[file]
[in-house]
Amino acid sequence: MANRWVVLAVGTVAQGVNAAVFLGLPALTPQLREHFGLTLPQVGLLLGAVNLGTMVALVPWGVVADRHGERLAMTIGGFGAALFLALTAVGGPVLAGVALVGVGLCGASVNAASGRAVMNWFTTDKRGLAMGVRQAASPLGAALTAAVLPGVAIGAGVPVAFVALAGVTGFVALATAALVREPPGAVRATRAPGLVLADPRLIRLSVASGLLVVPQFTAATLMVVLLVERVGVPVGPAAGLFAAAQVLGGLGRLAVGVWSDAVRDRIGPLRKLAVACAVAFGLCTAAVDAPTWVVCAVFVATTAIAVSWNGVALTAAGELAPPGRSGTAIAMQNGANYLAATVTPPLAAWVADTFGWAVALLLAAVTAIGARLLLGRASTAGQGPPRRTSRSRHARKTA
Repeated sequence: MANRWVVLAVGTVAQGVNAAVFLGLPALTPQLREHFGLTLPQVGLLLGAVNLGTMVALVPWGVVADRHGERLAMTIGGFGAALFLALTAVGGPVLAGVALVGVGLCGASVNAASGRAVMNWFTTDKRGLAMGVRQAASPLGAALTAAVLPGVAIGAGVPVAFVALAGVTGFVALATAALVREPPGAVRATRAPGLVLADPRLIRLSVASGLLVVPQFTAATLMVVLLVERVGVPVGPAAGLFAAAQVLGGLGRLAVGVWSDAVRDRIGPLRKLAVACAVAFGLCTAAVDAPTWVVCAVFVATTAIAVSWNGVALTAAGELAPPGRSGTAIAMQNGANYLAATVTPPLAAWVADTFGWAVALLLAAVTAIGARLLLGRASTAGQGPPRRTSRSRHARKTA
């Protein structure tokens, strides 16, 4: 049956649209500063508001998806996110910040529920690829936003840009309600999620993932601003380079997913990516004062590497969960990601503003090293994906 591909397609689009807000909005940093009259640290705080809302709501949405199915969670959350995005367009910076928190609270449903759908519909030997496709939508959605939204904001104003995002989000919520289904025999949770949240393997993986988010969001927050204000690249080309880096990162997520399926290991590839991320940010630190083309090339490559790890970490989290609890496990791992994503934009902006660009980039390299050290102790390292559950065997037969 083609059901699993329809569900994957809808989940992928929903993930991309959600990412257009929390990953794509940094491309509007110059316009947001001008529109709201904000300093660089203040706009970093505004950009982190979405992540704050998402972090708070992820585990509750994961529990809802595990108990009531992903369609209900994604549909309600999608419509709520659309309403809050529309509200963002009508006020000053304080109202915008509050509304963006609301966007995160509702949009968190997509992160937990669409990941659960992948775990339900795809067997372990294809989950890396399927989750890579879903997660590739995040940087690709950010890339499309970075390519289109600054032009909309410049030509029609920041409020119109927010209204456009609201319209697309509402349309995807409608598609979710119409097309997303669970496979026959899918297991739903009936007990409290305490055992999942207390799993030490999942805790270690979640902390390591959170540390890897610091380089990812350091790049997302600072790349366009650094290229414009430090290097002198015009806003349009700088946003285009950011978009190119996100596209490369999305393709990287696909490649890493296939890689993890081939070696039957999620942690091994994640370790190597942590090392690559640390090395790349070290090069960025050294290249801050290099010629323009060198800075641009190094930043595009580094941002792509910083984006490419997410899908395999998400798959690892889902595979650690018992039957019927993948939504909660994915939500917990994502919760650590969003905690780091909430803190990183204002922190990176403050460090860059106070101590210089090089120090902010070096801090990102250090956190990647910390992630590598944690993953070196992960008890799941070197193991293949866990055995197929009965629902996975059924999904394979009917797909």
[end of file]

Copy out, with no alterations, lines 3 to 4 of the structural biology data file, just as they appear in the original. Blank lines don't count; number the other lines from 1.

Repeated sequence: MANRWVVLAVGTVAQGVNAAVFLGLPALTPQLREHFGLTLPQVGLLLGAVNLGTMVALVPWGVVADRHGERLAMTIGGFGAALFLALTAVGGPVLAGVALVGVGLCGASVNAASGRAVMNWFTTDKRGLAMGVRQAASPLGAALTAAVLPGVAIGAGVPVAFVALAGVTGFVALATAALVREPPGAVRATRAPGLVLADPRLIRLSVASGLLVVPQFTAATLMVVLLVERVGVPVGPAAGLFAAAQVLGGLGRLAVGVWSDAVRDRIGPLRKLAVACAVAFGLCTAAVDAPTWVVCAVFVATTAIAVSWNGVALTAAGELAPPGRSGTAIAMQNGANYLAATVTPPLAAWVADTFGWAVALLLAAVTAIGARLLLGRASTAGQGPPRRTSRSRHARKTA
């Protein structure tokens, strides 16, 4: 049956649209500063508001998806996110910040529920690829936003840009309600999620993932601003380079997913990516004062590497969960990601503003090293994906 591909397609689009807000909005940093009259640290705080809302709501949405199915969670959350995005367009910076928190609270449903759908519909030997496709939508959605939204904001104003995002989000919520289904025999949770949240393997993986988010969001927050204000690249080309880096990162997520399926290991590839991320940010630190083309090339490559790890970490989290609890496990791992994503934009902006660009980039390299050290102790390292559950065997037969 083609059901699993329809569900994957809808989940992928929903993930991309959600990412257009929390990953794509940094491309509007110059316009947001001008529109709201904000300093660089203040706009970093505004950009982190979405992540704050998402972090708070992820585990509750994961529990809802595990108990009531992903369609209900994604549909309600999608419509709520659309309403809050529309509200963002009508006020000053304080109202915008509050509304963006609301966007995160509702949009968190997509992160937990669409990941659960992948775990339900795809067997372990294809989950890396399927989750890579879903997660590739995040940087690709950010890339499309970075390519289109600054032009909309410049030509029609920041409020119109927010209204456009609201319209697309509402349309995807409608598609979710119409097309997303669970496979026959899918297991739903009936007990409290305490055992999942207390799993030490999942805790270690979640902390390591959170540390890897610091380089990812350091790049997302600072790349366009650094290229414009430090290097002198015009806003349009700088946003285009950011978009190119996100596209490369999305393709990287696909490649890493296939890689993890081939070696039957999620942690091994994640370790190597942590090392690559640390090395790349070290090069960025050294290249801050290099010629323009060198800075641009190094930043595009580094941002792509910083984006490419997410899908395999998400798959690892889902595979650690018992039957019927993948939504909660994915939500917990994502919760650590969003905690780091909430803190990183204002922190990176403050460090860059106070101590210089090089120090902010070096801090990102250090956190990647910390992630590598944690993953070196992960008890799941070197193991293949866990055995197929009965629902996975059924999904394979009917797909």